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Will you ever be happy again

Dean Damjanovski

While the audience enters the hall it listens to audio recording in Serbian of the legendary football match on the Belgrade stadium “Marakana” between home team Red Star and Bayern from Munich in the semi-finals of the Championship League in 1991 when the “red-whites” (Red Star), in the 90th minute evened the score to 2:2 and reserved their place in the finale. After the audience is seated the young performer and author explains in Serbian language (with subtitles) about the game she used to play when she was a little girl. The game is called “partisans and Germans” (a Balkan variant of “cowboys and Indians”) in which the Germans were always represented as negatives. She then invites her playmate – German performer Jochen Stechmann – to come to the stage.

This is the introduction to the theatre performance “Will you ever be happy again” by the Serbian theatre author, director and performer Sanja Mitrovic who lives and works in the Netherlands. This powerful “tale for one Serbian and one German performer” is a documentary and personal piece performed in Serbian and German language of two young people, members of different nations, which in different historical periods take on the same path – that of nationalism, violence and war. Intertwining details from personal documents and national iconography the author creates a complex structure of signs, which in some moments are complementary and in others oppose each other, in order to present us the process of transformation of personal identities. The scene at the end where both of the performers simultaneously sing nationalistic songs, each of them in his/hers own language, rhythm, melody and energy is a very precisely found opposition to the beginning of the performance pointing that every evil starts as innocent as a game. The performance is filled with local and national references, which, when it comes to Serbian (that are dominant) are not always readable for wider audience. That’s why there are moments where one gets the impression that the author is using nationalistic German iconography to “universalize” elements of her local context. Accusing the whole world for their faith and pointing out the irony of it has been the trade-mark of the Balkan post-war theatre and this performance is no exception of that model (like the scene where she asks the German soldier to bomb the bridge while she is standing on it and in the other second the situation turns into a typical Balkan “bacchanalia” under the sounds of Serbian pop-folk music). But the author makes a very wise use of those clichés and stereotypes and goes beyond them. For she doesn’t stop at the questions like who is right or wrong or who fired the first bullet because it is no longer relevant. The question that she emphasizes so strongly and not without a sense of doubt is the question whether we can be happy again – the villains, the victims, the bystanders… ?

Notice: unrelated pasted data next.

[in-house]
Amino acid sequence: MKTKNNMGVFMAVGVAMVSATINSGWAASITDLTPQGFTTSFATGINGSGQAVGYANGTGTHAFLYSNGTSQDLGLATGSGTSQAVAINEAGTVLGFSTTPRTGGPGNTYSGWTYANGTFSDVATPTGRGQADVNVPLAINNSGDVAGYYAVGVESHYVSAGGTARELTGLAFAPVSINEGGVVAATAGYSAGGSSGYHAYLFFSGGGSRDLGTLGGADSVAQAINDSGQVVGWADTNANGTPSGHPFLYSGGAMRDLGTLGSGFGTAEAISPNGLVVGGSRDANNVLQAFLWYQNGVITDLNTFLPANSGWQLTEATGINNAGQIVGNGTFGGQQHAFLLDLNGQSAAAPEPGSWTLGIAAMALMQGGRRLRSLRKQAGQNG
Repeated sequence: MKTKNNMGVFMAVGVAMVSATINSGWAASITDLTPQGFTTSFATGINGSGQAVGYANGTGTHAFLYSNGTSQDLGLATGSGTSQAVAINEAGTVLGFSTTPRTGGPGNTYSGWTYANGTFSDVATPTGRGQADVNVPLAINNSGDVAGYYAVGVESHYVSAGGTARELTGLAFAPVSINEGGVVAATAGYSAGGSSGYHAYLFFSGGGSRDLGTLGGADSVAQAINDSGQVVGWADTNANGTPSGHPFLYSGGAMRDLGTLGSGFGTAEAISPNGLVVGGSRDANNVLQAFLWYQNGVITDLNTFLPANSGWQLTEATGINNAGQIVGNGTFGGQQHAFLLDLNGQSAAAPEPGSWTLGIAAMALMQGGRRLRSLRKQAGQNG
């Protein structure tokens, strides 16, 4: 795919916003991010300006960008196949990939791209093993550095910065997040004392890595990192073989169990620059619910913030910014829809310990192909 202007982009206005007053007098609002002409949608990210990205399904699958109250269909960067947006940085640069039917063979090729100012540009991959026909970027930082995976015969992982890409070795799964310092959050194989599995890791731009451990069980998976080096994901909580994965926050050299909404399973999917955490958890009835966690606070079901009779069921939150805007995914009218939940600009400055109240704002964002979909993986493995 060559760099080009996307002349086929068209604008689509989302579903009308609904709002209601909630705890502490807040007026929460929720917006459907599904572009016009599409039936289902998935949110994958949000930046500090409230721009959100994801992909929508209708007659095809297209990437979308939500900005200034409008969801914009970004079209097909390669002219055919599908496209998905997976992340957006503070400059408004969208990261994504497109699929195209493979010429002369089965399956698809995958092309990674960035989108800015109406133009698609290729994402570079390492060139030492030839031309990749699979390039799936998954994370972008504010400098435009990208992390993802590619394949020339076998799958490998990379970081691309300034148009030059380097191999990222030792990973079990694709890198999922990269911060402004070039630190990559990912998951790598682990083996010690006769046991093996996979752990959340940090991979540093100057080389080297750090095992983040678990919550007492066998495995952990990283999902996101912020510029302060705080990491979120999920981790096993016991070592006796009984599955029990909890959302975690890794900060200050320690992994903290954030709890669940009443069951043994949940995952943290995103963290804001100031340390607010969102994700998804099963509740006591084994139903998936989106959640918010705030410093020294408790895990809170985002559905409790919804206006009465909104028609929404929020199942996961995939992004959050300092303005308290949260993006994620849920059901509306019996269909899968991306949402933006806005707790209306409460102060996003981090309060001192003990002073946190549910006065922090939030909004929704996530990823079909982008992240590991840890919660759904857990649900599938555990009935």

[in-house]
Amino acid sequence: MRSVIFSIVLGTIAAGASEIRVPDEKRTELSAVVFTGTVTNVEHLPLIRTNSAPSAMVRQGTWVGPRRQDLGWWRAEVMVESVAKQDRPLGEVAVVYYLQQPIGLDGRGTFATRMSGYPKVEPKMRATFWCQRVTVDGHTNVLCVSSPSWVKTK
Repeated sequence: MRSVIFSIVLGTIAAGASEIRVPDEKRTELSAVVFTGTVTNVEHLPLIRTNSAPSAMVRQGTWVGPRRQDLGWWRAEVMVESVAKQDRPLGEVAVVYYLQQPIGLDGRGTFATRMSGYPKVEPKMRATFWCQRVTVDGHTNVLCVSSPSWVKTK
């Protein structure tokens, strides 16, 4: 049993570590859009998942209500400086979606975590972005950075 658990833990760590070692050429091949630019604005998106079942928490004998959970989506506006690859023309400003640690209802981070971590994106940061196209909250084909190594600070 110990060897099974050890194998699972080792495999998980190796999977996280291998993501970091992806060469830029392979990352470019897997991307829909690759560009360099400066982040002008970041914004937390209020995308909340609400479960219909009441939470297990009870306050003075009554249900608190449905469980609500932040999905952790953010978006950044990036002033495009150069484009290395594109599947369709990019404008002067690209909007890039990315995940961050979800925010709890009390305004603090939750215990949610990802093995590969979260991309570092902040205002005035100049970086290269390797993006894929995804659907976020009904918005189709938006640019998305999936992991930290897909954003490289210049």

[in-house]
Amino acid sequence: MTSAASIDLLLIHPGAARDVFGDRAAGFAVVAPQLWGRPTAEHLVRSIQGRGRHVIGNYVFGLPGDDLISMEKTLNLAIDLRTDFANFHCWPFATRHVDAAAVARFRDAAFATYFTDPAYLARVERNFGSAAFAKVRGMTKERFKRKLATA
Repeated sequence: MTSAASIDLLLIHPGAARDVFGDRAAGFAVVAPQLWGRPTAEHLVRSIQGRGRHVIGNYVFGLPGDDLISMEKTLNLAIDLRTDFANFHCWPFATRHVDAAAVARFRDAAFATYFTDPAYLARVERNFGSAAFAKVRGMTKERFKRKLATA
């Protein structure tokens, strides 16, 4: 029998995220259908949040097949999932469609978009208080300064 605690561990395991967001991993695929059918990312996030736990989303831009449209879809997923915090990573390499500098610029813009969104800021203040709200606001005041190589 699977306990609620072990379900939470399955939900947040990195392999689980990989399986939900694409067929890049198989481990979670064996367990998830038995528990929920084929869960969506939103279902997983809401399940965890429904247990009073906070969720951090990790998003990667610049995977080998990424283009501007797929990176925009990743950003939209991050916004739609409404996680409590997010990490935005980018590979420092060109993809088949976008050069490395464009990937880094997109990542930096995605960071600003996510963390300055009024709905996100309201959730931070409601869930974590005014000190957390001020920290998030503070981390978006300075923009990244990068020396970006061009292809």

By Dean Damjanovski

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